The twenty-one-year-old Timothy "Tim" Allen Russell is discharged from a mental institution by his psychiatric Dr. Shawn Graham completely healed from a childhood trauma where his father purportedly tortured and killed his mother before being killed himself by Tim. His sister Kaylie welcomes him in the parking area and brings him home. Then she tells that they need to destroy an ancient mirror that she has found through working at an auction house. She then steals the mirror and the reluctant Tim follows his sister and has fragmented recollections from their childhood, going back to when his father Alan buys a mirror for the home office of their new family home. Kaylie and Tim see a woman with their father in his office and the behaviors of Alan and Marie change, ending in a family tragedy. Kaylie blames the mirror and now she wants to destroy it with Tim. Will they succeed?Written by
Claudio Carvalho, Rio de Janeiro, Brazil
In the moving scenes when the mirror is placed in the home office there is a Dell 2013 model flatscreen monitor on the desk. These events were supposed to take place in 2002. Flat screen monitors were a rarity and were much smaller in size. See more »
The next known owner is an American railroad tycoon named Robert Clancy, 1864. Clancy apparently weighed over 300 pounds. In fact, while attending university in Connecticut, he was known as the South Windham Whale. He hung the glass in his ballroom in Atlanta. Later that year, Robert Clancy is photographed by a local newspaper, and, uh, well he's dropped a few pounds. His obit was printed a few weeks later. Doesn't list a cause of death. Unfortunately, he and his estate, and the glass are ...
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A brilliant, creative, slow-burner of a horror movie sandwiched between a lackluster opener and predicable ending
A while ago I reluctantly accepted that we will probably never see a truly groundbreaking horror movie again. A film that is both truly cinematic and gut-wrenchingly horrifying. Hollywood has just become to commercialized, too calculated, and to conveyor belt-like in its approach to horror. Everything is summer blockbuster, Oscar season, and the crap that comes out January-March. Horror has become a get-rich- quick investment for producers. Invest small, obtain profit 10-fold.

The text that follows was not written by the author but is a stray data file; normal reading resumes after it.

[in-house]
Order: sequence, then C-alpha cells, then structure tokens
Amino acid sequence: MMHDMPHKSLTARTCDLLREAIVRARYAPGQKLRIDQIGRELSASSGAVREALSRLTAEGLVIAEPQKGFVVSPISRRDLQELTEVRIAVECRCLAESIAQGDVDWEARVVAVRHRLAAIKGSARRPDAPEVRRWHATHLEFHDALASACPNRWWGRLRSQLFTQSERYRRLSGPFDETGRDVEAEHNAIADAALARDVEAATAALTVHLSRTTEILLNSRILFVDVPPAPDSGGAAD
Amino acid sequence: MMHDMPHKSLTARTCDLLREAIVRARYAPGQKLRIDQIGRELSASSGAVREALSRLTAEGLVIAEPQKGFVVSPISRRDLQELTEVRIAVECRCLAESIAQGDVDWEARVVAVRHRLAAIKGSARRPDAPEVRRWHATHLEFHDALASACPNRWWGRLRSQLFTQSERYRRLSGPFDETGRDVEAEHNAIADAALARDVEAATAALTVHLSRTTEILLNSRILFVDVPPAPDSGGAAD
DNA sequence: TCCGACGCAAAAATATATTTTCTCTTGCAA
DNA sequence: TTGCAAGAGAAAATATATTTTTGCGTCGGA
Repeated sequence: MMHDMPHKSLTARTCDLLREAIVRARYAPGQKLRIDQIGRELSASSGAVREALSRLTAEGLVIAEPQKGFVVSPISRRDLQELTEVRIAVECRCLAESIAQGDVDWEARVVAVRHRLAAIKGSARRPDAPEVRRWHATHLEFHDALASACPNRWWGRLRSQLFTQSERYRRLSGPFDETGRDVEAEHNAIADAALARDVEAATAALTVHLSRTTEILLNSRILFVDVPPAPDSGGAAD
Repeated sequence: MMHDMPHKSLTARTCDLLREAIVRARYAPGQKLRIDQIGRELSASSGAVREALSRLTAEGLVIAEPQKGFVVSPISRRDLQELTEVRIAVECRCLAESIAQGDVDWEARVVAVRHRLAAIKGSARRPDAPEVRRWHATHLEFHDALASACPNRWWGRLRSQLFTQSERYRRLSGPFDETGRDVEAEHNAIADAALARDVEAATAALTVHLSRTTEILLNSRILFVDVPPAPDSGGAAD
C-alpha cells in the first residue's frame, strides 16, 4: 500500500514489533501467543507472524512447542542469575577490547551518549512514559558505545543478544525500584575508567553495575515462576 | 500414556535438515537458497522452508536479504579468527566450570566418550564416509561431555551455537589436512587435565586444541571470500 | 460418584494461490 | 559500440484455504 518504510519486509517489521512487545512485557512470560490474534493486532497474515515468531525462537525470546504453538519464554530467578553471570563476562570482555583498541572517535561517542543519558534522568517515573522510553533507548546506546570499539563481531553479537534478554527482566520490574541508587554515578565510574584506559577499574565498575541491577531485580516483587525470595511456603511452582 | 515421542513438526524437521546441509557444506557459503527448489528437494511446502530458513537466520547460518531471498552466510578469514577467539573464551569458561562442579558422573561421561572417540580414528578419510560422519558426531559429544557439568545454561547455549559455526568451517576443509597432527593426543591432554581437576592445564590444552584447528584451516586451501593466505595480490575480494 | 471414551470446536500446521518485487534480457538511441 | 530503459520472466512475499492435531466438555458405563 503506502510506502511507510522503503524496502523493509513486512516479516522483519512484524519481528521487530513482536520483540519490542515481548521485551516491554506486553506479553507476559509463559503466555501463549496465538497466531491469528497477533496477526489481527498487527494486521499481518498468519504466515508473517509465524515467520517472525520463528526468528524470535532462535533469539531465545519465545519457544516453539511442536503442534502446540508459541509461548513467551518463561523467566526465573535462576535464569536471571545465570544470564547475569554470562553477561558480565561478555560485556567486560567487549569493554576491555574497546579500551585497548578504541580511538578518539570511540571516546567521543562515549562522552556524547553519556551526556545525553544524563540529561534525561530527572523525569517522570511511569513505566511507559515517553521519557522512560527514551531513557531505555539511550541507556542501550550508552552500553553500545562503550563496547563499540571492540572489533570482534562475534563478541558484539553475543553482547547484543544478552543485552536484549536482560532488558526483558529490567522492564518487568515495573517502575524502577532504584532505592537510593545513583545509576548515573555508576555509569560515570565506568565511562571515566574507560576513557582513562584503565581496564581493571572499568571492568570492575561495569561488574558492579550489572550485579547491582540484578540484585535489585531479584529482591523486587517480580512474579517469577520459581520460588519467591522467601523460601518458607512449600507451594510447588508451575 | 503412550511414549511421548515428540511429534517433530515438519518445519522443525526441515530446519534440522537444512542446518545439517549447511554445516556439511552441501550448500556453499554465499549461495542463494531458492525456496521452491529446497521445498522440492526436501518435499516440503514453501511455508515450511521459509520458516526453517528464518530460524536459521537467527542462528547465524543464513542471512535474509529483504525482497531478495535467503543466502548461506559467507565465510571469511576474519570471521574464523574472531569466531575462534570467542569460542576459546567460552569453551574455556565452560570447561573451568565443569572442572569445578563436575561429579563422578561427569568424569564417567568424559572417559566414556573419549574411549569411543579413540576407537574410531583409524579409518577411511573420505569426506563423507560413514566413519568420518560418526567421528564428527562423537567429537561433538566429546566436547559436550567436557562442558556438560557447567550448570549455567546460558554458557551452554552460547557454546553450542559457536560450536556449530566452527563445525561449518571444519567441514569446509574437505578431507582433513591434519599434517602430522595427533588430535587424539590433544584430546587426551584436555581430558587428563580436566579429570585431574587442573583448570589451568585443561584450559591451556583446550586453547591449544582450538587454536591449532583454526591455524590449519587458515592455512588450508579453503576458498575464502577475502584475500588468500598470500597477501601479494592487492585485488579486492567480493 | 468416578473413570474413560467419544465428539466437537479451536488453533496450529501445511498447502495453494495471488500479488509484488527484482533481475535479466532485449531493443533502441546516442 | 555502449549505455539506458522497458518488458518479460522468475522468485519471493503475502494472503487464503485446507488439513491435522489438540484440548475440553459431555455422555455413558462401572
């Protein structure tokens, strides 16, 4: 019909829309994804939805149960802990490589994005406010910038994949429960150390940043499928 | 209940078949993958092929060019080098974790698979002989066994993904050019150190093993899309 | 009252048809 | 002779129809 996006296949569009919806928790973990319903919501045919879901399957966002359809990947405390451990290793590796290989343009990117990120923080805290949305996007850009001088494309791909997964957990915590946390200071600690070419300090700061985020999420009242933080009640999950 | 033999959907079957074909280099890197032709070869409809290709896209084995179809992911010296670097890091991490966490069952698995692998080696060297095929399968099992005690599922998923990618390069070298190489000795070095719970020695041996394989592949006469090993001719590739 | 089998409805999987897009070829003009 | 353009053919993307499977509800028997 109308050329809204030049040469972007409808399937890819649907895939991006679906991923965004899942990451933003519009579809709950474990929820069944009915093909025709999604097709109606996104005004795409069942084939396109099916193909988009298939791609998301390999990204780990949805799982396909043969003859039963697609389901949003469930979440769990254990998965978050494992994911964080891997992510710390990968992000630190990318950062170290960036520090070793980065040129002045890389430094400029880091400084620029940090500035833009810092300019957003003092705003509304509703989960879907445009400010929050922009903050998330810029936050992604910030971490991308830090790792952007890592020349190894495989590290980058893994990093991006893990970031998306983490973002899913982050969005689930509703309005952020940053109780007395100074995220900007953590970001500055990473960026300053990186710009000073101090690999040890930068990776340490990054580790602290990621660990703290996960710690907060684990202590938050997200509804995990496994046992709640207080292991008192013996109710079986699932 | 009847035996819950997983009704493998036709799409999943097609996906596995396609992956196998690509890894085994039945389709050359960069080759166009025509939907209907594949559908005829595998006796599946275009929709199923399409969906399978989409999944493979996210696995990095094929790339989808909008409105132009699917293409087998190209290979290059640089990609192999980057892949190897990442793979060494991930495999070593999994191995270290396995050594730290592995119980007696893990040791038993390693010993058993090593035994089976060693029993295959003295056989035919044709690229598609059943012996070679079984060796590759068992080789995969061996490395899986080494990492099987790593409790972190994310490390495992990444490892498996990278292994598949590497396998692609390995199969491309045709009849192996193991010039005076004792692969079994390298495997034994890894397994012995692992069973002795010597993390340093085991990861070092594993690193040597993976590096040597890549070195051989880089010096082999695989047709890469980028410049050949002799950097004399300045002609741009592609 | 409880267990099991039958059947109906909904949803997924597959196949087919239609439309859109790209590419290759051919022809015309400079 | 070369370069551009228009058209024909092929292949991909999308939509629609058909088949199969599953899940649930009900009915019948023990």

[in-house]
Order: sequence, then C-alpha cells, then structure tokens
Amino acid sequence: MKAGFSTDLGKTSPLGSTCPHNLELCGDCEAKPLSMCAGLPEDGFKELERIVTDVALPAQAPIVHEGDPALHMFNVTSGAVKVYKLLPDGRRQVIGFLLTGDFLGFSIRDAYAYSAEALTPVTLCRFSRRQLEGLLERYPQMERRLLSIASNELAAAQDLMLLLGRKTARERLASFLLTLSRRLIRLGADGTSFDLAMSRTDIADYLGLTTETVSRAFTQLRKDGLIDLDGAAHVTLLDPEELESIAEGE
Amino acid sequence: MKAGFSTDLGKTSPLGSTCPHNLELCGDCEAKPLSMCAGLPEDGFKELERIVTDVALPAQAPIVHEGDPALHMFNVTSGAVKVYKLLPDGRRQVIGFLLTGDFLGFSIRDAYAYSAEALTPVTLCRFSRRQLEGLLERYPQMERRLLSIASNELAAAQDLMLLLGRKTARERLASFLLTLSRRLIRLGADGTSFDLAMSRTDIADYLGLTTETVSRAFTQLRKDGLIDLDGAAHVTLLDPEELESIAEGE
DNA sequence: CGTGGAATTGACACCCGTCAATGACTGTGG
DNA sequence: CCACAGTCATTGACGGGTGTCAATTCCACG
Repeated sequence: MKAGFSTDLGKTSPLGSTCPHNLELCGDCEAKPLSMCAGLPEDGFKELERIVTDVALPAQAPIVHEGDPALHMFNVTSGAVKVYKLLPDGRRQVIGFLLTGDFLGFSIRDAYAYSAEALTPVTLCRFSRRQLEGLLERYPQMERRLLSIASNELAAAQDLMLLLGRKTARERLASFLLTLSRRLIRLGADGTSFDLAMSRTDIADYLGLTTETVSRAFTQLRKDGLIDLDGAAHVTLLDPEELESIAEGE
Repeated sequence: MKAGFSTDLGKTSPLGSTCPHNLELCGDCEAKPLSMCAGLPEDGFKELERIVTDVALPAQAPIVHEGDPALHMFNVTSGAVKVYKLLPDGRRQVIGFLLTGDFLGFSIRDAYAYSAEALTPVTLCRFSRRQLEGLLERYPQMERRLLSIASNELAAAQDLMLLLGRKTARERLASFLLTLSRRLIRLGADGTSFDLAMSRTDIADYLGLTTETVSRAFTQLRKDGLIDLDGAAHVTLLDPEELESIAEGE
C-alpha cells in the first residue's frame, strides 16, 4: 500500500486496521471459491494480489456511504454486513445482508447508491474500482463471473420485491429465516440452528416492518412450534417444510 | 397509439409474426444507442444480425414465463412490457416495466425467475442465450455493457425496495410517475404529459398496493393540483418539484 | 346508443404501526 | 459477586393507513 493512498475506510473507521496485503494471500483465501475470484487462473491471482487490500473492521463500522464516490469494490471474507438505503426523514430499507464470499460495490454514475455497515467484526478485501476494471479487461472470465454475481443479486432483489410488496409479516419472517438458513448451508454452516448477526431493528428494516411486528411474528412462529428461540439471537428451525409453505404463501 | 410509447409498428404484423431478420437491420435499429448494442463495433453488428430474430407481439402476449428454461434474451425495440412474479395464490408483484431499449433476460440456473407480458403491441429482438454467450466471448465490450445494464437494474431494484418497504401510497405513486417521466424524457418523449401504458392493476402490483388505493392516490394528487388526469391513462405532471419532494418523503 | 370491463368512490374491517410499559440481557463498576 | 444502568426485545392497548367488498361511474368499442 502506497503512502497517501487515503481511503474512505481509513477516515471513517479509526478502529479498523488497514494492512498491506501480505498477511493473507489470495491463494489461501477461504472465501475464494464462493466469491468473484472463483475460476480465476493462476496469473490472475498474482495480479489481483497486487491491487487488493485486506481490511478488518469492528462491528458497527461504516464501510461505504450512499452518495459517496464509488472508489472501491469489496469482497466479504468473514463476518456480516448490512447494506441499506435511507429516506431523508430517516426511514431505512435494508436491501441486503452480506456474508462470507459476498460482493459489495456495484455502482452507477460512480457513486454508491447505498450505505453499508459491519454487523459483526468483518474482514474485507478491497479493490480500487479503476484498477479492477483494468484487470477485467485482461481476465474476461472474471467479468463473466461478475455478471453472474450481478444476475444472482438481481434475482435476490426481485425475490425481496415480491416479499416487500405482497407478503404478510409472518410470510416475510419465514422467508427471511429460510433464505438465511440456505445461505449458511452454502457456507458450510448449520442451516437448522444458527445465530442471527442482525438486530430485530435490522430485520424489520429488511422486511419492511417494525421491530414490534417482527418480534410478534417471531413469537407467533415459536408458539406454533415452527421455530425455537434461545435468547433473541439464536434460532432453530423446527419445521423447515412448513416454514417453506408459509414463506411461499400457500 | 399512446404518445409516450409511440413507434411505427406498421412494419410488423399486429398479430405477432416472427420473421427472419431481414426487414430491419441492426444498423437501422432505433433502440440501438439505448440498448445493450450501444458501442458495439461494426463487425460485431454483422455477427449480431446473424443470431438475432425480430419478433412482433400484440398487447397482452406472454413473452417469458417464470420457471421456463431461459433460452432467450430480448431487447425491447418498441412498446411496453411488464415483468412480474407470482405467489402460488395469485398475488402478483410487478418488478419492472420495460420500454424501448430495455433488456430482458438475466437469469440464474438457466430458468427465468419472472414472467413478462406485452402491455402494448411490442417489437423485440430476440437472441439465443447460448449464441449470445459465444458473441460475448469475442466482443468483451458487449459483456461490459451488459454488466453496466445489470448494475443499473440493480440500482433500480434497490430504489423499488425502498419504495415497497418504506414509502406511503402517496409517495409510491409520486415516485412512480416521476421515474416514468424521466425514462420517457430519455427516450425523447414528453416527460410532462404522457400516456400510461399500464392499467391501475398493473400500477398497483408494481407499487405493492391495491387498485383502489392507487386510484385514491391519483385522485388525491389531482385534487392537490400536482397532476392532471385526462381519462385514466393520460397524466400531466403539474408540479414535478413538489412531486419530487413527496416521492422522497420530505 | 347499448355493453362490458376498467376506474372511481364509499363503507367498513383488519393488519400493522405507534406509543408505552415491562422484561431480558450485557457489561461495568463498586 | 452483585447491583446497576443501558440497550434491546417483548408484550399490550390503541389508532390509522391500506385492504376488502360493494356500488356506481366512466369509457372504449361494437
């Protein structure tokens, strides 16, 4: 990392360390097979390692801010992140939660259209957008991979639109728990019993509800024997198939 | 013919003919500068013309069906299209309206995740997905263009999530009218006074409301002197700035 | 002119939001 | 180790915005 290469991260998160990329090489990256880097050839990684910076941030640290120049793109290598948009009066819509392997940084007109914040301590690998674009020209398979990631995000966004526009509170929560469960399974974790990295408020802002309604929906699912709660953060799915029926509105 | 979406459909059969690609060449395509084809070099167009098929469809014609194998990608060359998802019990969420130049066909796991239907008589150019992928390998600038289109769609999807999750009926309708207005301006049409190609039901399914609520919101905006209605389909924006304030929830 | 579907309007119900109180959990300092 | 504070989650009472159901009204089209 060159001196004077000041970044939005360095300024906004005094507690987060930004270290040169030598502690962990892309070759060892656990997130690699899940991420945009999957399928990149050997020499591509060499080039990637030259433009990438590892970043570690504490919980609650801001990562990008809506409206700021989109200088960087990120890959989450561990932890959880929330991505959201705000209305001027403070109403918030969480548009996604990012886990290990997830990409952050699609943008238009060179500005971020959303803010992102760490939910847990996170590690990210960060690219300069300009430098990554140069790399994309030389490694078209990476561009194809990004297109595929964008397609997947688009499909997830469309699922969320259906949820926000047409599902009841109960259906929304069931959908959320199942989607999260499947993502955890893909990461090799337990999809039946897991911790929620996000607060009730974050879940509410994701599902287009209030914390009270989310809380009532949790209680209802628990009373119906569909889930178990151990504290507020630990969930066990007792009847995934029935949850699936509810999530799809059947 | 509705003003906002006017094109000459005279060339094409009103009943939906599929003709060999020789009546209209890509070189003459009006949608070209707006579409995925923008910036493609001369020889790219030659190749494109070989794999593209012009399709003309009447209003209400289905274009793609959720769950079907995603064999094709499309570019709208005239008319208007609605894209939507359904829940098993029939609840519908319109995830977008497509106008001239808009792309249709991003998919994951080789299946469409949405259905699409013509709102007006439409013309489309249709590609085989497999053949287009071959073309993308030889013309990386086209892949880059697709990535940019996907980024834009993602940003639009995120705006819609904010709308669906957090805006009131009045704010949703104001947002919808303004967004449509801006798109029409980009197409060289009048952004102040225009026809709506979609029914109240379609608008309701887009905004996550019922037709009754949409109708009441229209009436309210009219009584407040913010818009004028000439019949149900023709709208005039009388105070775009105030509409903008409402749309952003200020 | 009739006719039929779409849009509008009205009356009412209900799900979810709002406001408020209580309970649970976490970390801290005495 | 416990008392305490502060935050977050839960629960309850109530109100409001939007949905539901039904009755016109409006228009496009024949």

But once in a while, a horror film gives us a glimmer of hope. Not redemption, but a little window of light from someone who almost gets it. And the skunkworks group from the Saw-Insidious-The Conjuring clan are to thank for that. They're latest work, Oculus, is the story of a brother and sister who obtain a mirror from their childhood that (they think) was responsible for the possession and murder of their parents. They rig their childhood home with cameras and lights, and wait for the proof that the mirror is possessed to get captured on camera.
Oculus is properly scary and, once you get past the awkward first 20 minutes, has a wonderfully progressive nature to it. Too many "horror" film nowadays deliver an uneven stream of gut-punches in the form of BOOM scares and disfigured faces. Oculus relies on an unsettling tonality, and a quantum state of uncertainty, making it a much more effective scare. The colors and set design is vintage Gothic horror, and the majority of the film is flashback driven which is was a very creative storytelling method and integrates perfectly with the story. And there's a scene or two that were so intense, I was making noises like I was lowering myself into scalding water, and fighting the intrinsic urge to turn my head.
My frustrations are centered on the beginning and the end. The first 20 minutes of the film, which set the story in place, is the only part of Oculus that takes place outside the house. It feels tacked on, ham-fisted in its delivery and lacks narrative, especially against the rest of the film. And given the flashback-heavy story, I believe the setting of the story could've been built into the flashbacks, strengthing the narrative and setting the whole film inside the house, which would make the film feel terrifyingly claustrophobic. And about the ending... It's just clichéd, predicable, abrupt and leaves too many questions unanswered.
Oculus isn't the last word in horror or quality, but it's scary as hell and it does what so few horror films do nowadays; it dissolves the world around you and makes you buy into a ridiculous story. The weak narrative gets a little long in the tooth around the third act, and I was left wondering if the script was ever going to reveal anything worth discovering. And ultimately it doesn't. Much like the never-ending winter we've had, we've had so many lackluster horror films lately, that when an average film comes along it feels like a gift.
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